I probably shouldn’t have been surprised. Get a couple thousand people in a room and at least half will say they’d like to lose some weight.

Get a couple thousand hard charging Type A personalities in a room and many will say they’d like to lose a little weight fast.

Makes sense. How you feel, and how you feel about yourself, can play a big role in your professional life: the better you feel and feel about yourself the more confident you are… and if you’re like me, feeling confident affects almost everything you do.

So when an audience submitted questions and then voted on the one they most wanted me to address, here’s the one they chose:

“How can I lose 10 pounds in one month?”

While I was surprised, I answered the question — and if like them you want to lose some weight relatively quickly, here’s how.

But before we start: I’m not a nutritionist. I’m not a certified exercise professional. I have no credentials. So take all this with a huge grain of salt, consult your physician before starting any diet or exercise program… you know the drill.

I’m not any of those things but I do like to take on unusual physical challenges. I once completed a 92-mile, 4-mountain gran fondo after four months of training. (The next year I rode the same event five months after having a heart attack.)

Then I got tired of being “cycling skinny,” decided to see if I could pull off one of those “actor transforms himself for an action hero role” things, and gained 22 pounds while decreasing my body fat by a couple of percentage points. (While far from becoming an action hero — especially since action heroes don’t have bad haircuts, big noses, and southern nasal accents — I did put on a surprising amount of muscle.)

And I’ve done the following too. Just for fun (I know my idea of “fun” is a little odd) I went from 172 to 161 pounds. If I can lose the weight, you probably can too… as long as you want to lose the weight, because while it’s simple, it isn’t easy. (Is accomplishing anything worthwhile ever easy?)

First let’s start with two overriding premises:

1. Commit to the process, not the goal.

You’ll lose weight by following a process and not by focusing solely on the goal. (For more on the critical difference between process and goals, check this out.)

Process is everything. If you can’t commit to the process you won’t lose weight. So commit, truly commit, to sticking with it for 30 days. (You can do almost anything for 30 days — shoot, you probably stuck with a job you hated for years.)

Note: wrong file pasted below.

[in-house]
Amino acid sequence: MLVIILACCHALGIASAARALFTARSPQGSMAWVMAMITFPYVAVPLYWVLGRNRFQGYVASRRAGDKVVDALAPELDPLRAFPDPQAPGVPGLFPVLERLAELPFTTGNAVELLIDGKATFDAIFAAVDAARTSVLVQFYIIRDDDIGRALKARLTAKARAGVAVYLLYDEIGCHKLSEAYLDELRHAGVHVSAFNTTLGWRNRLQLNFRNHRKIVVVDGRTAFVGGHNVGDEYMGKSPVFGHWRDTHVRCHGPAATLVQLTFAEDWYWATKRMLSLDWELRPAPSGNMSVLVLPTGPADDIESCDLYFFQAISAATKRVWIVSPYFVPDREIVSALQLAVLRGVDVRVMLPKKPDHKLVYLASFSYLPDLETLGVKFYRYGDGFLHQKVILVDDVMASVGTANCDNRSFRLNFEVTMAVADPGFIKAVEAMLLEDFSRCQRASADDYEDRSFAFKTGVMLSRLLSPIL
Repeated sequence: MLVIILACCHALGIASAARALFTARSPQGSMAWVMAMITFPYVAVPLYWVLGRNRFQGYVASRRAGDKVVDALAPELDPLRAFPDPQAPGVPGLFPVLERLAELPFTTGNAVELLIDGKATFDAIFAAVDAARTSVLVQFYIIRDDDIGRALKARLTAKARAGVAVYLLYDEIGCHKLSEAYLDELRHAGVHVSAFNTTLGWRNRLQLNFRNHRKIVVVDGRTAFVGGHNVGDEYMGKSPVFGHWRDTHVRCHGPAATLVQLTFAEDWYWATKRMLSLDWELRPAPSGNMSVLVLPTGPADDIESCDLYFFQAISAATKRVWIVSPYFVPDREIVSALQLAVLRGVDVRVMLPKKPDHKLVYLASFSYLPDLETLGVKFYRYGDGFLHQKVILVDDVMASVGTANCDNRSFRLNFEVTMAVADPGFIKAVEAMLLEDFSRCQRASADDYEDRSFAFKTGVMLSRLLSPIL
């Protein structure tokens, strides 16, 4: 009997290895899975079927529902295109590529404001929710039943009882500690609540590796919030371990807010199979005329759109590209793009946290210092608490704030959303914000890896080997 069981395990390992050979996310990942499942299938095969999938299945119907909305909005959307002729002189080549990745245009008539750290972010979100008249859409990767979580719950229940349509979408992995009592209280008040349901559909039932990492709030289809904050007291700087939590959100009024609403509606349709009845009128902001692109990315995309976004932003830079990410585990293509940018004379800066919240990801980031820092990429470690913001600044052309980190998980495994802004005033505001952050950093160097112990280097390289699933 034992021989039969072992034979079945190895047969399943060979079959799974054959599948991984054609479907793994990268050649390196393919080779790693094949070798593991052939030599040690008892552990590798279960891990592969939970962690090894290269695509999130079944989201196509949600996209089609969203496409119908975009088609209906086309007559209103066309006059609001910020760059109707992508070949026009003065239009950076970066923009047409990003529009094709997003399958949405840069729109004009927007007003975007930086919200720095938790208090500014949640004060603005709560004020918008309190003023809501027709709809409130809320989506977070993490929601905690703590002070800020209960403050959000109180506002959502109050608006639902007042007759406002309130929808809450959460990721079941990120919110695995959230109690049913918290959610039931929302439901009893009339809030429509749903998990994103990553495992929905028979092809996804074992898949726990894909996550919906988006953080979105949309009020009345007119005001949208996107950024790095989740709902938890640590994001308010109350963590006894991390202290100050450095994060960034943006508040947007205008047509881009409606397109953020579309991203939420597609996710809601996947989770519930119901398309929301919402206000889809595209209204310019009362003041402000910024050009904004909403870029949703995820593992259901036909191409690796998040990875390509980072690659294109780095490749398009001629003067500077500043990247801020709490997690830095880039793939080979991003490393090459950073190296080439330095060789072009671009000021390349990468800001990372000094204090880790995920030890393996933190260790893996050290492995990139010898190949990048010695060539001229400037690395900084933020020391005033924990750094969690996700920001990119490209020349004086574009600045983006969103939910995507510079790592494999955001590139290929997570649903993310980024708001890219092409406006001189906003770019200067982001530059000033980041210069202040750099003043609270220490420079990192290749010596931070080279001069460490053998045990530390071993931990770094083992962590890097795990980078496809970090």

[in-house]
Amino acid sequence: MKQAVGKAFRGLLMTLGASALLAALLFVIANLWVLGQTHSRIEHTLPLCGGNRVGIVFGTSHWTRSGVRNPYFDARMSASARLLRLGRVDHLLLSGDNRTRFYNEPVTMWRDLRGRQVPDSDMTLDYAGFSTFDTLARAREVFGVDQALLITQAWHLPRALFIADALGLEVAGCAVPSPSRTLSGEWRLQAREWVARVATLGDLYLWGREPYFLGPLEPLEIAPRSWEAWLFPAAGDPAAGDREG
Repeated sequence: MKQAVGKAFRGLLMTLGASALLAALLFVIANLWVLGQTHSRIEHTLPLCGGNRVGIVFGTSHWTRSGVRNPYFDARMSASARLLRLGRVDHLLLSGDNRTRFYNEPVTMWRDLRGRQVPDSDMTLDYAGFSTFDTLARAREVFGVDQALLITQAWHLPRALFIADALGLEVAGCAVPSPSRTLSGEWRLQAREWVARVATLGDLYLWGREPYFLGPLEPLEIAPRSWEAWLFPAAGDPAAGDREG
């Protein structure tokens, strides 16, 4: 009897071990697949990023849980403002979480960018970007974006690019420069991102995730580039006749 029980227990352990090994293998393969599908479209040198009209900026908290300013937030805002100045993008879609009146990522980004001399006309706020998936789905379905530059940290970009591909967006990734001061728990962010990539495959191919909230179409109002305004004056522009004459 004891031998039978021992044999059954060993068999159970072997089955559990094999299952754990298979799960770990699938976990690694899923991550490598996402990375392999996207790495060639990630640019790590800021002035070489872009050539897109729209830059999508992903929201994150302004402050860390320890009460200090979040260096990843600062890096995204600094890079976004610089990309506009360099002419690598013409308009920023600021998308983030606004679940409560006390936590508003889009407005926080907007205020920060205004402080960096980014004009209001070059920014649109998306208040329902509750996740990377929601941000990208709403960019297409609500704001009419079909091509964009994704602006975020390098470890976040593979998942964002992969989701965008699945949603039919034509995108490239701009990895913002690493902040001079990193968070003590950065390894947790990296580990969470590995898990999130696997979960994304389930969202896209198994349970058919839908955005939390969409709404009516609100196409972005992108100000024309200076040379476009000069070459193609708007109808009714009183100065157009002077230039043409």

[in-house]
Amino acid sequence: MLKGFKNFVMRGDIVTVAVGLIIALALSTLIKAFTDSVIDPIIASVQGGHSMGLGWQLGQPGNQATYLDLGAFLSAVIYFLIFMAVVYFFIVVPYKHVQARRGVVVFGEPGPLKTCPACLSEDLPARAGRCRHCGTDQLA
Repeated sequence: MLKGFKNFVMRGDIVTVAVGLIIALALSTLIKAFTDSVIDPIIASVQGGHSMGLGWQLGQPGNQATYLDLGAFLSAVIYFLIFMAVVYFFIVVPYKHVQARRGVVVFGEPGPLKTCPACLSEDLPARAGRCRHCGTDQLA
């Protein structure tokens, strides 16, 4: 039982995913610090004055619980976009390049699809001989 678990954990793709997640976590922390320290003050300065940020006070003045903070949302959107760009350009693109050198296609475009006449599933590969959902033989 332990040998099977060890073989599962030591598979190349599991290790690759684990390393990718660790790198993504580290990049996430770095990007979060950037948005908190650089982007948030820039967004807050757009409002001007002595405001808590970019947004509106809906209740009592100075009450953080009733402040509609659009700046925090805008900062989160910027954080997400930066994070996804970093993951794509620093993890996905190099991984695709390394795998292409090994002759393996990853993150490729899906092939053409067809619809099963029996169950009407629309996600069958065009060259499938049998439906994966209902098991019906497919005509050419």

2. Embrace the power of “I don’t.”

When you want to change a behavior, using the phrase “I don’t” is up to eight times more effective than saying “I can’t.” It’s more than twice as effective as a simple “no.”

The Journal of Consumer Research ran a number of studies on this difference in terminology. One of the studies split participants into three groups:

  • Group 1 was told that anytime they felt tempted to lapse on their goals, they should “just say no.” This group was the control group, because they were given no specific strategy.
  • Group 2 was told that anytime they felt tempted to lapse on their goals, they should implement the “can’t” strategy. For example, “I can’t miss my workout today.”
  • Group 3 was told that anytime they felt tempted to lapse on their goals, they should implement the “don’t” strategy. For example, “I don’t miss workouts.”

The results?

  • Group 1 (the “just say no” group) had 3 out of 10 members stick with their goals for the entire 10 days.
  • Group 2 (the “can’t” group) had 1 out of 10 members stick with her goal for the entire 10 days.
  • Group 3 (the “don’t” group) had an incredible 8 out of 10 members stick with their goals for the entire 10 days.

So embrace the power of “I don’t.” When you’re tempted to miss a workout, say to yourself, “I don’t miss workouts.” When you’re tempted to eat a bowl of ice cream, say, “I don’t eat ice cream.” “Don’t” is non-negotiable; “can’t” implies you have a choice — and making the right choice, time after time, is really hard.